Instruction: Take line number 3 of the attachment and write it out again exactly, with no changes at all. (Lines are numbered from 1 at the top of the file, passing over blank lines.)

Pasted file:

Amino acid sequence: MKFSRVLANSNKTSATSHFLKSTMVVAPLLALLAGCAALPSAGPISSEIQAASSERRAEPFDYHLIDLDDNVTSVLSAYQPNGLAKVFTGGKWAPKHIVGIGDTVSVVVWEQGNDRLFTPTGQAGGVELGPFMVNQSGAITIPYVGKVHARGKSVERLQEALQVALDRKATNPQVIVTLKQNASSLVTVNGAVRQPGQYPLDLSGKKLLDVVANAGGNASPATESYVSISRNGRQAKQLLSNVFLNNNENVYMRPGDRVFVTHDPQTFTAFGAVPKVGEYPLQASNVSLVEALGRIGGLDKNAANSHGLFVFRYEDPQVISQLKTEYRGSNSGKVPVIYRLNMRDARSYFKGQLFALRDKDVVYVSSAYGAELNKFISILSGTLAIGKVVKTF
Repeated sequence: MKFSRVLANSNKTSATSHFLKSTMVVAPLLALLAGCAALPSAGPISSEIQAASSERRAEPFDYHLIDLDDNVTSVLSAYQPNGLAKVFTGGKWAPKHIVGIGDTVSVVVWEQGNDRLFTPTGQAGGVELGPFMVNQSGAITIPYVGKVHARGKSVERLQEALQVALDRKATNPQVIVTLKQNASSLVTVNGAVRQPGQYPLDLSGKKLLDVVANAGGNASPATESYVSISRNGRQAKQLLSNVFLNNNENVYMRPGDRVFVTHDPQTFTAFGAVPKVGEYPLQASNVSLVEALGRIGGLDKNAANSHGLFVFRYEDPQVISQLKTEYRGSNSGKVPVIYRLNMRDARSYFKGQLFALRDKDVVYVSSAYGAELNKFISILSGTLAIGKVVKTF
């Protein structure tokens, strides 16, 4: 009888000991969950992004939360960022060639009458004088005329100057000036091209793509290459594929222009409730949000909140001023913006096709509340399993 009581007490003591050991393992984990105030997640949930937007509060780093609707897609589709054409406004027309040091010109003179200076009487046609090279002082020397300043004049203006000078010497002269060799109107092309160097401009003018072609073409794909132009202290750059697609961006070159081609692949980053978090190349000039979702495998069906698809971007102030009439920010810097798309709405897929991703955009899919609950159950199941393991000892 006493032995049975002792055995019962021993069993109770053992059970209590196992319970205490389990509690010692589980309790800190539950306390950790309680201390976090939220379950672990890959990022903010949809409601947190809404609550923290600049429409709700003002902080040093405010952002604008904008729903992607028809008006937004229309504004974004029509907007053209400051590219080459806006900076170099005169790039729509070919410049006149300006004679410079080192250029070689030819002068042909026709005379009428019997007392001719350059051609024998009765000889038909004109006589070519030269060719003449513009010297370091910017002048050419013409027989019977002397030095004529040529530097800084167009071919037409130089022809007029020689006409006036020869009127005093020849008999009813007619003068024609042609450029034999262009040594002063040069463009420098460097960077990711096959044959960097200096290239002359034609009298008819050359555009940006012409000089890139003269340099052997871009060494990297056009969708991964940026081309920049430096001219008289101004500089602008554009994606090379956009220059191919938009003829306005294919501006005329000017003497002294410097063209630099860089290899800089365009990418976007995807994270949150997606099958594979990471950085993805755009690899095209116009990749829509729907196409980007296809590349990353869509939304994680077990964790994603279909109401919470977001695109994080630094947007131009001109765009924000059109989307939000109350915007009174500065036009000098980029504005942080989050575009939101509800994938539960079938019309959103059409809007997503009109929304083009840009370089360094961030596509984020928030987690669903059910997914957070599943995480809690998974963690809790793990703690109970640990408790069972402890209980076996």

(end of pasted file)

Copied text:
């Protein structure tokens, strides 16, 4: 009888000991969950992004939360960022060639009458004088005329100057000036091209793509290459594929222009409730949000909140001023913006096709509340399993 009581007490003591050991393992984990105030997640949930937007509060780093609707897609589709054409406004027309040091010109003179200076009487046609090279002082020397300043004049203006000078010497002269060799109107092309160097401009003018072609073409794909132009202290750059697609961006070159081609692949980053978090190349000039979702495998069906698809971007102030009439920010810097798309709405897929991703955009899919609950159950199941393991000892 006493032995049975002792055995019962021993069993109770053992059970209590196992319970205490389990509690010692589980309790800190539950306390950790309680201390976090939220379950672990890959990022903010949809409601947190809404609550923290600049429409709700003002902080040093405010952002604008904008729903992607028809008006937004229309504004974004029509907007053209400051590219080459806006900076170099005169790039729509070919410049006149300006004679410079080192250029070689030819002068042909026709005379009428019997007392001719350059051609024998009765000889038909004109006589070519030269060719003449513009010297370091910017002048050419013409027989019977002397030095004529040529530097800084167009071919037409130089022809007029020689006409006036020869009127005093020849008999009813007619003068024609042609450029034999262009040594002063040069463009420098460097960077990711096959044959960097200096290239002359034609009298008819050359555009940006012409000089890139003269340099052997871009060494990297056009969708991964940026081309920049430096001219008289101004500089602008554009994606090379956009220059191919938009003829306005294919501006005329000017003497002294410097063209630099860089290899800089365009990418976007995807994270949150997606099958594979990471950085993805755009690899095209116009990749829509729907196409980007296809590349990353869509939304994680077990964790994603279909109401919470977001695109994080630094947007131009001109765009924000059109989307939000109350915007009174500065036009000098980029504005942080989050575009939101509800994938539960079938019309959103059409809007997503009109929304083009840009370089360094961030596509984020928030987690669903059910997914957070599943995480809690998974963690809790793990703690109970640990408790069972402890209980076996």